Entry requirements for our courses depend on the specific requirements of each Programme of Study and an individual's previous experience, which will
all be discussed during the interview process.
The following list offers a guide as to what you might be expected to achieve to gain entry on to a particular level of a course.
Entry Level 3 Programmes
No formal entry qualifications but subject to approval from theF oundation Learning Assessment Team.
Level 1 Programmes
GCSEs grade E to G or equivalent, including Foundation Awards and Entry Level Certificates.
Level 2 Programmes
Minimum of 4 GCSEs grade D or above including Maths and English language OR Minimum of 4 GCSEs grade D or above including Maths and English language and relevant subject qualification OR Minimum of Level 1 course in chosen subject at merit or above and English language and Maths at Level 1.
Level 3 Programmes
Minimum of 5 GCSEs grade C or above including Maths and English language OR Minimum of 5 GCSEs grade C or above including Maths and English language and relevant
subject qualification OR Minimum of Level 2 course in chosen subject at merit or above and English language and Maths at level 2.
Level 3/4 Foundation Diploma in Art & Design
This programme requires a minimum of 1 A Level (or equivalent) and 3 GCSEs, that includes English and Maths, at Grade C or above. You will also be asked to produce a portfolio of work.
Progressing to each level of study
Once you successfully completed your course you may be able to progress to the next level, following a satisfactory interview with a Tutor. If you’ve finished your Level 3 course
you will be offered advice and guidance from our Career Advisers on how to apply for a place at University through UCAS, or how to apply for a job or an Apprenticeship.
Entry Level, Level 1 and Level 2 courses generally last one year; Level 3 courses will usually last for two years.
The great aim of education is not knowledge but action. Herbert Spencer
Do you live and breathe cars? Are motor vehicles your passion? With over 34 million cars on our road today; the demand for repairing and maintaining motor vehicles in today’s modern world is, and continues to be high. 42% of vacancies are hard to fill due to skills shortages and the industry shows no sign of slowing with a predicted growth of 3% until at least 2022 in our region which means companies are continually looking for people with the right qualifications and experience.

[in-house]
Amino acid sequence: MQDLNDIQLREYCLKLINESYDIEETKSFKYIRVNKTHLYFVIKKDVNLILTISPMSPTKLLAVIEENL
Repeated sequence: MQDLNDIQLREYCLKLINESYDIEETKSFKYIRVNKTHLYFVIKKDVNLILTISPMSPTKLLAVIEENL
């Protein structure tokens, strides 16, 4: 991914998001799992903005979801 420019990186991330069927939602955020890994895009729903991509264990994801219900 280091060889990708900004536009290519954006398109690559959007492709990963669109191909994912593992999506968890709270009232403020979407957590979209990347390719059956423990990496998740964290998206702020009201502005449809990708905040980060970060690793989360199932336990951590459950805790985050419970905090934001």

Our workshops are kitted out with everything you would find in a professional garage including the latest diagnostic equipment in our autotronics centre. You’ll have a variety of vehicles to work on including Hybrid and full electric vehicles, a vintage 1980s Rolls Royce Silver Spirit and a range of regular vehicles.
Outside of the workshop we have trips during the year include Birmingham NEC and industry related shows and employer visits to organisations such as Mintex and Halfords.
The course is hands on and practical from day one. While working on the different cars in the garage you will get the skills to remove and replace various vehicle systems including tyres, brakes and suspensions as well as learning the principles of engines and electrical systems. Other areas covered include chassis and frame, engines, transmissions and vehicle servicing.
You could study at one of many universities across the UK that offer higher education courses that specialise in areas such as Automotive Engineering or Motorsport.
If you wanted to get straight into the work place we offer Apprenticeship pathways in Motor Vehicle. Why not visit the Apprenticeship website to find out more.
Motor Vehicle is a practical course working on the cars in the workshop giving learners the skills to remove and replace various vehicle systems including tyres, brakes and suspension as well as the principles of engines and electrical systems.
Further study will involve the chassis and frame, engines, transmissions and vehicle servicing. Work related activity is available for all learners.
“It’s always stereotyped that Motor Vehicle is a man’s job. But I think more people are becoming lenient when it comes to realising that women can do everything that men can do. Women are proving that they can do so much more than just being at home in the kitchen.”.